Day Three – And then there were four

Qaqortoq (population: 3,200) is South Greenland’s largest city. It’s the place if you absolutely need to visit Greenland’s one and only outdoor fountain, must deliver a baby or want to experience a seal skin tannery where dead seals go in and hideous purple and yellow seal skin vests come out. Qaqortoq is also a convenient place to say goodbye.

On the third morning we bid farewell to Bal and Emily who really just jetted to Greenland for two days. We also left 7 others in our group who decided to return to base camp in Narsaq by boat. At this point their kayak vacation from hell turned into a week of leisurely strolls, pub crawls, crepe making parties and taking copious amounts of kayaking pictures from shore and posting them on Facebook.

It was a foggy and wet morning.

At one point we had to take all kayaks out of the water and slide them over a hill to the other side of the fjord. This old viking routine saved us two days of kayaking and gave us two days’ worth of shoulder pain.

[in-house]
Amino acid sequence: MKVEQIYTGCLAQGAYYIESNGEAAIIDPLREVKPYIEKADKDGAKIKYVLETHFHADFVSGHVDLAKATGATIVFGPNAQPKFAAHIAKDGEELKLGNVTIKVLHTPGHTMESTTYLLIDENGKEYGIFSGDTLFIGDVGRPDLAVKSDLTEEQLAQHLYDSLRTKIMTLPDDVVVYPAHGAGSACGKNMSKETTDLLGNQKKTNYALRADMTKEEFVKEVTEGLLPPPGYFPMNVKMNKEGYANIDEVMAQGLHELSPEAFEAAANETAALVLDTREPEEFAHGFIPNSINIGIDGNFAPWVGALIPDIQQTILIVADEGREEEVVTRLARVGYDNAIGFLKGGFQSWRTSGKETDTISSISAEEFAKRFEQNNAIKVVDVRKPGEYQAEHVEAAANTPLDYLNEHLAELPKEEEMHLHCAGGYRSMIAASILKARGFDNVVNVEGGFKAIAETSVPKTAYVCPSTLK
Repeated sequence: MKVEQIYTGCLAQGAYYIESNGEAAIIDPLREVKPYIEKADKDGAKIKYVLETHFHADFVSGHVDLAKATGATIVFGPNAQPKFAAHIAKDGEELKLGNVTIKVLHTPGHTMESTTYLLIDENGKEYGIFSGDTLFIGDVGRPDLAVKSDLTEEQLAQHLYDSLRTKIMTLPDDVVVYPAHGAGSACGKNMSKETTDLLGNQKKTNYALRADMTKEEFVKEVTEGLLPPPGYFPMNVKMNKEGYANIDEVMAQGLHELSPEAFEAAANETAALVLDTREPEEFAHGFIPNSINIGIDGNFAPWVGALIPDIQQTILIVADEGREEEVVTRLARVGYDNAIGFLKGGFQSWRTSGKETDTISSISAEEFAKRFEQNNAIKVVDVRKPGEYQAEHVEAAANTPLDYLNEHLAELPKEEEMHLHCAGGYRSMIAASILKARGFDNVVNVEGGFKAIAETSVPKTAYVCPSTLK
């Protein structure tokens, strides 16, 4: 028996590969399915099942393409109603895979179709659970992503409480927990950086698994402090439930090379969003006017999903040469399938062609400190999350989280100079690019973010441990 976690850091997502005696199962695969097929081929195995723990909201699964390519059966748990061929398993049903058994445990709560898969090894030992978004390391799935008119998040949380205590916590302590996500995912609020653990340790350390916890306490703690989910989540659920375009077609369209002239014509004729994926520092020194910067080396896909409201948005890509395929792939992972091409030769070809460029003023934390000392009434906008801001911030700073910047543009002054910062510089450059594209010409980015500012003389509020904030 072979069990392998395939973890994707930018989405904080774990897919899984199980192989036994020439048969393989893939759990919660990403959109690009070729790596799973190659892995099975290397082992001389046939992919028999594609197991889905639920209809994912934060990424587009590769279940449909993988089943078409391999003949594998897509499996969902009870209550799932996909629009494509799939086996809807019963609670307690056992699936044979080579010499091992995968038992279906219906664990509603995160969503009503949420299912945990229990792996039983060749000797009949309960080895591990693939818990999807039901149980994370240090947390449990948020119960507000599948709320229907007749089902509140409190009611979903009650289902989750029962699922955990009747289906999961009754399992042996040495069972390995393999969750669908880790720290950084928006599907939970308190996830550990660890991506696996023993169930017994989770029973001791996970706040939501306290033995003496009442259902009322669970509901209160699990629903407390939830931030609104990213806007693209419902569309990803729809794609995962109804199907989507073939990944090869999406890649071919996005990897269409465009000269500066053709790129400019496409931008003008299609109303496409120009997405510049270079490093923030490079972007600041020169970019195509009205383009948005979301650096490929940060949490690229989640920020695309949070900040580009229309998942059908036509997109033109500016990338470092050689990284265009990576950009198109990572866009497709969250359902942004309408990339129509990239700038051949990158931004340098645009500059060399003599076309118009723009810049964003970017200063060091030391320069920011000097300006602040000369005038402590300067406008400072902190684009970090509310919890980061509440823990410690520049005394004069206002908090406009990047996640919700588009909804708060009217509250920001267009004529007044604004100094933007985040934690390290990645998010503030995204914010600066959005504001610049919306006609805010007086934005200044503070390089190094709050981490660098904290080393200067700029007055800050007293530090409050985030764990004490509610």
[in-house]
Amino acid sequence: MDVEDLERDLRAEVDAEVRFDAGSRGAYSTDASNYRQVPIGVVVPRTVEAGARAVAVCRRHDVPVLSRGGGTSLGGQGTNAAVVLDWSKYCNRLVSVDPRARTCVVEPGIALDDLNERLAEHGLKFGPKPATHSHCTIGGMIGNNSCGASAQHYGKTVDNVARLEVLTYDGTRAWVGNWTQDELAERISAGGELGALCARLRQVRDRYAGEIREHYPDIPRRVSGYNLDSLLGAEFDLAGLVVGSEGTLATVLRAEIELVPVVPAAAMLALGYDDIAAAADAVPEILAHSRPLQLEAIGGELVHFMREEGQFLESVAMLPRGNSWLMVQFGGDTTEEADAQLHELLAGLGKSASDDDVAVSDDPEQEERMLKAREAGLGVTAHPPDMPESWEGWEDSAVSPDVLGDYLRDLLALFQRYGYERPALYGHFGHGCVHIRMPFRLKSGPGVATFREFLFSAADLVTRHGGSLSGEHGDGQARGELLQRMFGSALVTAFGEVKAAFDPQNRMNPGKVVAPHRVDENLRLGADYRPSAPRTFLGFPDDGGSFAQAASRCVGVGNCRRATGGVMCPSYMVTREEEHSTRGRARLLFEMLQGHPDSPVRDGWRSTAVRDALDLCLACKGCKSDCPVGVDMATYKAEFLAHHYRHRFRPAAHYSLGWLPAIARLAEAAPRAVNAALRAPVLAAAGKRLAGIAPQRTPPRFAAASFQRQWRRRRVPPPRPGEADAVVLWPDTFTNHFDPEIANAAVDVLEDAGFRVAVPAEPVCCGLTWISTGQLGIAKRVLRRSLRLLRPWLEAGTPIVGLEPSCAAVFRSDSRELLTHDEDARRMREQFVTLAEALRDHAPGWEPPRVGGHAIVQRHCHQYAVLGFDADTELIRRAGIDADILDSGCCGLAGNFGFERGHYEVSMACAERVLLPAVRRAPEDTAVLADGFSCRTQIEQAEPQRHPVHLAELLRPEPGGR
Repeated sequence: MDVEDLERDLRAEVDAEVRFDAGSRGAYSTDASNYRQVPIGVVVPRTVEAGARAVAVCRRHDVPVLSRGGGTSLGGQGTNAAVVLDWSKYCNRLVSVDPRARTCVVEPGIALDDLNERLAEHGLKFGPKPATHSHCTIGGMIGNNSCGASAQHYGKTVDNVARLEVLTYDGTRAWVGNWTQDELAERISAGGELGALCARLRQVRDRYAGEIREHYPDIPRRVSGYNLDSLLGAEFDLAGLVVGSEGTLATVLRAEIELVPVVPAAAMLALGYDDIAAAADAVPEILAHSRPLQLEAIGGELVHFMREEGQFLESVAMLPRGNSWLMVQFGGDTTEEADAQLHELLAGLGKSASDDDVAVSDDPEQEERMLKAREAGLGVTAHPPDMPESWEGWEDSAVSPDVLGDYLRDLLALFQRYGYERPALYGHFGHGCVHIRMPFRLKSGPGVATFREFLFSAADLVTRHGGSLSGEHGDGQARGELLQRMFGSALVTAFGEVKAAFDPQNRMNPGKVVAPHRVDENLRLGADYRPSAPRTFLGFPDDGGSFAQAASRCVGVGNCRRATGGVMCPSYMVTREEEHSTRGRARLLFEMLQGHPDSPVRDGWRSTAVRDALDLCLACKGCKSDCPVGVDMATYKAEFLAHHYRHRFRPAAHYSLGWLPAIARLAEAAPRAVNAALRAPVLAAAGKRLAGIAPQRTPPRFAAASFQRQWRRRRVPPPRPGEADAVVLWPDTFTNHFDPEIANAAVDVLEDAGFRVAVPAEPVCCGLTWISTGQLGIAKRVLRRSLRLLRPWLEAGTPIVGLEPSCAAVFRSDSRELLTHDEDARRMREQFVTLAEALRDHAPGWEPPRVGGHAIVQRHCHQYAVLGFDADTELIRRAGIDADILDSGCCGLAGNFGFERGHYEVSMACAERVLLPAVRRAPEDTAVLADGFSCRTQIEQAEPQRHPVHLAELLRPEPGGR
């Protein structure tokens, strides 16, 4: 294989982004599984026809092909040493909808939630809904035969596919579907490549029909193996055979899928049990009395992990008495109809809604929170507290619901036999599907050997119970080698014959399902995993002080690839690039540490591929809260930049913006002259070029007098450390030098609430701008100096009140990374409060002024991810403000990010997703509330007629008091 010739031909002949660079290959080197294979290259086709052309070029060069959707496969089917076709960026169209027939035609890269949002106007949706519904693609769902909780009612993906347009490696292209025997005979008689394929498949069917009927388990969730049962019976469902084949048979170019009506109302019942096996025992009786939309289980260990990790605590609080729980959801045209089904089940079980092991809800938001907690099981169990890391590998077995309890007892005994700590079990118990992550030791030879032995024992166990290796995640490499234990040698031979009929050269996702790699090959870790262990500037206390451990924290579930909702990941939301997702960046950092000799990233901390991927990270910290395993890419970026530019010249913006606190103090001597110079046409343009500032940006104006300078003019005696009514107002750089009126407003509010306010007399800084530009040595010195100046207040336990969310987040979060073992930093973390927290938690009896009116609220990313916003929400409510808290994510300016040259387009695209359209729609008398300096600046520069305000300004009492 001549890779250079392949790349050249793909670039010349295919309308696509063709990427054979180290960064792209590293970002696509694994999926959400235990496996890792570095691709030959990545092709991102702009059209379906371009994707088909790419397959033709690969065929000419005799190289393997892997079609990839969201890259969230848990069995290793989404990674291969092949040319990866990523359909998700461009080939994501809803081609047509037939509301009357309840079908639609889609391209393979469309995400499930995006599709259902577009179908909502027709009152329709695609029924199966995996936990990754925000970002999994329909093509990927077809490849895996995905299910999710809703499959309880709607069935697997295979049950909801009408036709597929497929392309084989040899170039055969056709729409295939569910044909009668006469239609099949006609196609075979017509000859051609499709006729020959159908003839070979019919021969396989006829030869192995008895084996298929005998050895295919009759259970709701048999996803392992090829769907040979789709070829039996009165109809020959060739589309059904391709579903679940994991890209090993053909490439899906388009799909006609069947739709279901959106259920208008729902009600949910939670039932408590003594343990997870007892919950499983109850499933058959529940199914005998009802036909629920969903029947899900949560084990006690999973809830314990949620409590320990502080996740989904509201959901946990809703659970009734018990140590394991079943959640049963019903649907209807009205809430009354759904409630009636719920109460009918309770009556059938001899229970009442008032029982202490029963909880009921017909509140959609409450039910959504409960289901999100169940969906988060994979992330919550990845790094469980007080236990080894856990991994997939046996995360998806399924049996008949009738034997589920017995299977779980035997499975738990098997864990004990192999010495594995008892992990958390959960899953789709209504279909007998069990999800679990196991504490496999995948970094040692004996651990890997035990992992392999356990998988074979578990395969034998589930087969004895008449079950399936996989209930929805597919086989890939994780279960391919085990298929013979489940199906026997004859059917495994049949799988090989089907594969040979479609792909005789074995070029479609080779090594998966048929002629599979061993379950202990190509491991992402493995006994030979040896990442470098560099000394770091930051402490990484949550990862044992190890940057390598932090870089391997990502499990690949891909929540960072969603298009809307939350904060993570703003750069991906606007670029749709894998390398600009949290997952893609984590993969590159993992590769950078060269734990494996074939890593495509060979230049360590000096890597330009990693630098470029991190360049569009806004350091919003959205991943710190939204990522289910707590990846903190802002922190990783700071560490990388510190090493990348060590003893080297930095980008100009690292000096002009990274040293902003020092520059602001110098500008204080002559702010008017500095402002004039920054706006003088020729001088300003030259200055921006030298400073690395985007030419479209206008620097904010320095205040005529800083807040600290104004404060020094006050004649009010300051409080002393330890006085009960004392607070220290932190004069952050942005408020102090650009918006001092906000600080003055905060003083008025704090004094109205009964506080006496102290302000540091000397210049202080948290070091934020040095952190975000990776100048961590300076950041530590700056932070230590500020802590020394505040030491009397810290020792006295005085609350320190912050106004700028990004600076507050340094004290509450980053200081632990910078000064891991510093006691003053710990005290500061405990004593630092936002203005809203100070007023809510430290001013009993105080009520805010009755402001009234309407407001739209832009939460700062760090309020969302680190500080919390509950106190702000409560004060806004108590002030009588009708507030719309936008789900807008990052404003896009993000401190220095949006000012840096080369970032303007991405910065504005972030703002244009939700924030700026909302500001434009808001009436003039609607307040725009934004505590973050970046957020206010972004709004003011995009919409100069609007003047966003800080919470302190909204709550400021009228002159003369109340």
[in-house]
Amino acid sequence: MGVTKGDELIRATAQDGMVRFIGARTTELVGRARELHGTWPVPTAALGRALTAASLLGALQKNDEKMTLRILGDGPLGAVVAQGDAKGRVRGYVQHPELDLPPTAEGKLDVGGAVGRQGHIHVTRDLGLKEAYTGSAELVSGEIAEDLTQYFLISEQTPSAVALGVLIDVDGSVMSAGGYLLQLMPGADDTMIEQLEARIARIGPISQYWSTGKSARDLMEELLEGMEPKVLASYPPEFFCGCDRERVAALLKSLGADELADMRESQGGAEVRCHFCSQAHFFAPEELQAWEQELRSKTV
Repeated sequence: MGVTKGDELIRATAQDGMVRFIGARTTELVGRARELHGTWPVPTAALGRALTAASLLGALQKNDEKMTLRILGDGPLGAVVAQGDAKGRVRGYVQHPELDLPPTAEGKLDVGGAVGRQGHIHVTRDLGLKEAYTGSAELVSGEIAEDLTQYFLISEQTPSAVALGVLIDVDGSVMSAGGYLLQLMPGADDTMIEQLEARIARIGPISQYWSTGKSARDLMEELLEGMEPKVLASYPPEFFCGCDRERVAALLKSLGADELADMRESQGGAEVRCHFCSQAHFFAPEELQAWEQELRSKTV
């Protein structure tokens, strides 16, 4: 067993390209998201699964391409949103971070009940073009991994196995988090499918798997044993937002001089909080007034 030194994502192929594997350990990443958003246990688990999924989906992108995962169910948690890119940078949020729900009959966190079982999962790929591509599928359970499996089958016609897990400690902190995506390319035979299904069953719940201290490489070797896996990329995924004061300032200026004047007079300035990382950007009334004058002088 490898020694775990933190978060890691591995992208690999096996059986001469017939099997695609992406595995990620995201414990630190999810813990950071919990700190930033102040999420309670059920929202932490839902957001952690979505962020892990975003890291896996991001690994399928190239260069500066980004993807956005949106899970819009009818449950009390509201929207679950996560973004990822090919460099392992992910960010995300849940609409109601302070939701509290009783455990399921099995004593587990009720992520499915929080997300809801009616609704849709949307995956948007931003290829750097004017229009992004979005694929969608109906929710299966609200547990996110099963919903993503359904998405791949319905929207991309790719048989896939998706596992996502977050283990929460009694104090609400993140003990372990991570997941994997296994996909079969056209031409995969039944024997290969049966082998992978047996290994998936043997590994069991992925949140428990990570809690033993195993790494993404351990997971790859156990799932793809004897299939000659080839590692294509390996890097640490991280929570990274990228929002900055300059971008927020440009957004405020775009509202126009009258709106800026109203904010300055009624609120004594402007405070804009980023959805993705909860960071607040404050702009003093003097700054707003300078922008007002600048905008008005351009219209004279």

Beni, Andras, Peter and I sailed out of Qaqortoq harbor on the morning of July 12th in pouring rain, fog and some sleet. Andras is a 48 year old IT entrepreneur and programmer. Peter is an avid mountain climber and geography teacher. Beni is the guy with the pink bathing suit and the travel spice rack.

There was a definitive shift in group dynamics from that morning on. Everyone was ready on time. There was no complaining, just working together as a team, but at the same time enjoying our own pace, tranquility and Zen.

By late afternoon the sleet and fog have vanished and we sailed south by the feet of sparkling icebergs under a golden arctic sun.

The fog has disappeared by late afternoon and conditions were  perfect.

A young humpback whale outside of our camp.

Camping some 25 kilometers south of Qaqortoq.

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